If it has lots of doors, a room that looks spacious at first glance won’t seem so roomy when it’s time to arrange the furniture. That’s especially true in bedrooms, where most of the furniture fits against walls. The biggest challenges and best solutions vary according to the occupant’s age. The larger beds in parents’ and older children’s rooms are usually the hardest to place. Safety considerations limit the arrangement options in young children’s bedrooms.
1. Camouflage and Conceal
Before you decide on the furniture placement, minimize the breaks -- visual and actual -- the doors create on the wall surfaces. Bedrooms in older homes frequently have more than one entry door. If you don’t need both and one of the doors is the only door on its wall, hide the redundant door by covering the entire wall with stationary, floor-to-ceiling curtains or draperies. Then, place furniture against the curtained wall as you would with any other wall. If all of your doors must remain functional, opt for wall, woodwork and door finishes that vary by no more than three shades. When the doors contrast with the walls, the eye stops at each opening. When the color contrast is subtle, the eye flows across the entire surface without stopping, which minimizes visual clutter.
2. Pick Your Pieces
In a large bedroom with lots of uninterrupted wall space, wide dressers and storage headboards with built-in nightstands or bookcases are suitable furnishings. A bedroom with lots of doors has less usable wall space, making narrower furniture pieces more appropriate. Opt for chests or single dressers instead of double or triple versions. If a dresser-height chest doesn’t provide enough clothing storage, opt for taller door or bachelor’s chests, which utilize vertical space. Make sure armoires are at least a foot taller or shorter than your door casings. If that’s not possible, choose a bonnet- or pediment-topped armoire so it doesn’t repeat both the height and shape of the doors. Choose a bed or headboard that’s no more than eight inches wider than your mattress to minimize the space needed for the bed.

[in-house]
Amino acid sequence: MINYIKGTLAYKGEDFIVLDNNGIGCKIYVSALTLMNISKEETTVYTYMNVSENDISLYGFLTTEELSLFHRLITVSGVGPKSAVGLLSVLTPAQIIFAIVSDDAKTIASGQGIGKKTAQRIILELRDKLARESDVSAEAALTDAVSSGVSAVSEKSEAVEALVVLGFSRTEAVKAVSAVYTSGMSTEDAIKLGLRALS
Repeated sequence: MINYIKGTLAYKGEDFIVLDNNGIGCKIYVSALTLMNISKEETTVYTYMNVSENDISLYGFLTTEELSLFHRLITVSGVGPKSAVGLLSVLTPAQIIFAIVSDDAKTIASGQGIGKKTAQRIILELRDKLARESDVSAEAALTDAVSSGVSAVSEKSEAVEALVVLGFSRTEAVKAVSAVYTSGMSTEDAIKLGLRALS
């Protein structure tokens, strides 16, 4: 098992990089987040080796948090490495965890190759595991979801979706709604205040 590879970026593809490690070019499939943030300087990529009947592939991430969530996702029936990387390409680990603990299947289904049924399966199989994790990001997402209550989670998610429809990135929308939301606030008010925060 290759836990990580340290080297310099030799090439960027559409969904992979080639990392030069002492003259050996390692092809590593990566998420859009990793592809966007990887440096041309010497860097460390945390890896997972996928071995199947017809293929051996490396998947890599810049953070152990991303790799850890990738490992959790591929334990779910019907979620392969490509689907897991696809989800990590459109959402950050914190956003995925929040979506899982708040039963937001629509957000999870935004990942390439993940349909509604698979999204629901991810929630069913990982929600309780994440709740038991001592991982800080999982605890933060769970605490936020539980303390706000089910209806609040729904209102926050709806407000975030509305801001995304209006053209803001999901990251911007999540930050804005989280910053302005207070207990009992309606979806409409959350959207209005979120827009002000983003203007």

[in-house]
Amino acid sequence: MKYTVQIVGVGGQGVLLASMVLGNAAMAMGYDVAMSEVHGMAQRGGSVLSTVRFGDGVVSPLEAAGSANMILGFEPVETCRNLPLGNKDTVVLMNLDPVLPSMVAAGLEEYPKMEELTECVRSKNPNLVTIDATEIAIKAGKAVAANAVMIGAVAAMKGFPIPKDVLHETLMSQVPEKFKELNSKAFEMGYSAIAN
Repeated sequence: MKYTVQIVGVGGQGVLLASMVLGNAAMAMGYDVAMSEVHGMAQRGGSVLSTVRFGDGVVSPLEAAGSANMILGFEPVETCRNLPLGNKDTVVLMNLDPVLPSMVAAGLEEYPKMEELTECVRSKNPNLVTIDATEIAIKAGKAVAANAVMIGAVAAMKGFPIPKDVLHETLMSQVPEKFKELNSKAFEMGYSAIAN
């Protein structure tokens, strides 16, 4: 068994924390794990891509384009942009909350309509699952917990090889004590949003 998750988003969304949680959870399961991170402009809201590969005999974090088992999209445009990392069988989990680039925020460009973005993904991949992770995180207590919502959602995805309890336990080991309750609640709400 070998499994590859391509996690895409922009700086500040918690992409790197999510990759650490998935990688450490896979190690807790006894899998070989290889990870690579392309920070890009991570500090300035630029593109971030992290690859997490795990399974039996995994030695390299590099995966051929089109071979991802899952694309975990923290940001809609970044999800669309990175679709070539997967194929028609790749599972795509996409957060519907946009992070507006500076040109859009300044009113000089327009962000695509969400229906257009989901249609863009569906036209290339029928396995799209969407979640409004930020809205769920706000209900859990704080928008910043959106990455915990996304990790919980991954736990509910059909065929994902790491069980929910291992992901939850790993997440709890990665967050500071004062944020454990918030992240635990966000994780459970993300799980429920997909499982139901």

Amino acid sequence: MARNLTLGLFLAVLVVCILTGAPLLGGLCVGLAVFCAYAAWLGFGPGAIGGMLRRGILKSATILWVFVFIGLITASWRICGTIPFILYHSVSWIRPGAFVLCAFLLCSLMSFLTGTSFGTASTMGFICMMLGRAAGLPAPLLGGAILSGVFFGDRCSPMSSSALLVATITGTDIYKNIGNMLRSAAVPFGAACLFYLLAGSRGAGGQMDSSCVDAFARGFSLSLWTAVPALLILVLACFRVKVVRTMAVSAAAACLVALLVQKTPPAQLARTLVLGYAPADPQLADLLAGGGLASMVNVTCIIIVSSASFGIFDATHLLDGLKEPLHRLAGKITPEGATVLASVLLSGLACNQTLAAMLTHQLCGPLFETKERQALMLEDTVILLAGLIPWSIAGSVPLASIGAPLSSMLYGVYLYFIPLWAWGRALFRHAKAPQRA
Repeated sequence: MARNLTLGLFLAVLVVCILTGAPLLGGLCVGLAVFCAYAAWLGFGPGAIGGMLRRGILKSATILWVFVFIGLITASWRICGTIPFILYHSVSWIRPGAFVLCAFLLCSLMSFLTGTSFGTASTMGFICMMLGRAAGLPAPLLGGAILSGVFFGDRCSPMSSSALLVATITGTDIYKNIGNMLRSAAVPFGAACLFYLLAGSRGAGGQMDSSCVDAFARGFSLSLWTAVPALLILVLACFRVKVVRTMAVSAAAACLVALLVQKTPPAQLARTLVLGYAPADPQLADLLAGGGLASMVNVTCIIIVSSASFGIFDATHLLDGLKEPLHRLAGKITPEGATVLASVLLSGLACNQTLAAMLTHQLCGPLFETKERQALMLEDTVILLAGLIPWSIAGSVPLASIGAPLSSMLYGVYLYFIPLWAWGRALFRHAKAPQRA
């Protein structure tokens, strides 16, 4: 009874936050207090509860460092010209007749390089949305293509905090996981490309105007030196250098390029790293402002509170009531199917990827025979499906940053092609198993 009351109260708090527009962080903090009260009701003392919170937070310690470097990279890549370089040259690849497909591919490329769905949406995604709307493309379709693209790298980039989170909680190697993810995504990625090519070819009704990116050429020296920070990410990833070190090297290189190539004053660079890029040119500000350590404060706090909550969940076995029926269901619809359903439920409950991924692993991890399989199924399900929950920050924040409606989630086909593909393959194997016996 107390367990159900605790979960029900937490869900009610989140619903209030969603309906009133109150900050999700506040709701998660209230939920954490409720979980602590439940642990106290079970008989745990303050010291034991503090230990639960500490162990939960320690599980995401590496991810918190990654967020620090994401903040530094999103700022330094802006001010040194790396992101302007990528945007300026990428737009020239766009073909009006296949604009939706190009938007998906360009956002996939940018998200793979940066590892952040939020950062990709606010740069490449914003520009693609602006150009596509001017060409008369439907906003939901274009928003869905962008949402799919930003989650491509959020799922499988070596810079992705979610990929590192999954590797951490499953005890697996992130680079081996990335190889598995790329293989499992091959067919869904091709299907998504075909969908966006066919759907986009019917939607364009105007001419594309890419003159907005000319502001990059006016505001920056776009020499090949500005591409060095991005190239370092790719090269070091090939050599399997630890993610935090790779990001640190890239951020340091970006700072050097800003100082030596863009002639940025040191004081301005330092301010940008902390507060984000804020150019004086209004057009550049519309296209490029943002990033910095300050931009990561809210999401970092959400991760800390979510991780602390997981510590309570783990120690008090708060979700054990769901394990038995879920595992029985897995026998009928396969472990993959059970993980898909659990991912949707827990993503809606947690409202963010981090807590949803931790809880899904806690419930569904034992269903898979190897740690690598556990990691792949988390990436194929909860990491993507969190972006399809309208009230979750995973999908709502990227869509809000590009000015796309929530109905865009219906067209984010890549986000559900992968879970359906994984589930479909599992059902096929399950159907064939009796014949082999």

3. Work the Windows
When wall space is limited, treat the windows as wall space in parents’ and older children’s rooms. Center beds and storage furniture in front of windows as needed, as long as the furniture blocks no more than the lower quarter of the glass. Make sure each window or window bank is at least as wide as its designated furniture piece. Fake additional window width by hanging curtain or drapery panels -- stationary or drawing versions that open and close -- that extend up to a foot past the window frame on each side. If you have young children in the house and opt for drawing panels, choose cordless versions you draw open with drapery wands, or anchor continuous-loop operational cords to the wall using tension devices; loose looped cords are strangulation hazards. Avoid placing beds and climbable furniture against the windows in nurseries and young children’s bedrooms.
4. Perfect the Placement
Place the bed on the widest wall expanse or in front of the widest window if age appropriate. If that’s not possible, angle a toddler- to queen-sized bed in a corner. Save wall space by floating a baby bed in the center of a room. Place suitable furniture, perhaps a bench or petite writing desk, at the foot of twin or larger beds. Don’t place pieces sharing the same approximate height close together on the same wall. Instead, arrange the furniture so the eye moves in a zigzag pattern. For placement purposes, treat the room’s many doors as tall pieces. Nurseries and young children’s rooms are the exceptions. Place only tall, closed pieces with locking doors within window reach. Leave 30-inch-wide pathways, at a minimum, and make sure you can open storage furniture and inward-swinging doors.